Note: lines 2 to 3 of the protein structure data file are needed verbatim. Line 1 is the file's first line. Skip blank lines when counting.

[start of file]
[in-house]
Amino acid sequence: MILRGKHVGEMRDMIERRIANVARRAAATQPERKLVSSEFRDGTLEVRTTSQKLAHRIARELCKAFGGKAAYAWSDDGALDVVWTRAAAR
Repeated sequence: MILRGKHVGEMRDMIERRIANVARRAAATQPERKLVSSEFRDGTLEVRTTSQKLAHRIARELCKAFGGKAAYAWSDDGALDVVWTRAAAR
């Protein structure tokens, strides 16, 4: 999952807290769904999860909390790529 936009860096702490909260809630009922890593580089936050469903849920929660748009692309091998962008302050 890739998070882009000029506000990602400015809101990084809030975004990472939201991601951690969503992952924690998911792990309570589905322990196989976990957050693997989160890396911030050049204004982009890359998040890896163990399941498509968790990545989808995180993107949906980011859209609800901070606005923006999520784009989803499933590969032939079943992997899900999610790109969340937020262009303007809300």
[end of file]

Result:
Amino acid sequence: MILRGKHVGEMRDMIERRIANVARRAAATQPERKLVSSEFRDGTLEVRTTSQKLAHRIARELCKAFGGKAAYAWSDDGALDVVWTRAAAR
Repeated sequence: MILRGKHVGEMRDMIERRIANVARRAAATQPERKLVSSEFRDGTLEVRTTSQKLAHRIARELCKAFGGKAAYAWSDDGALDVVWTRAAAR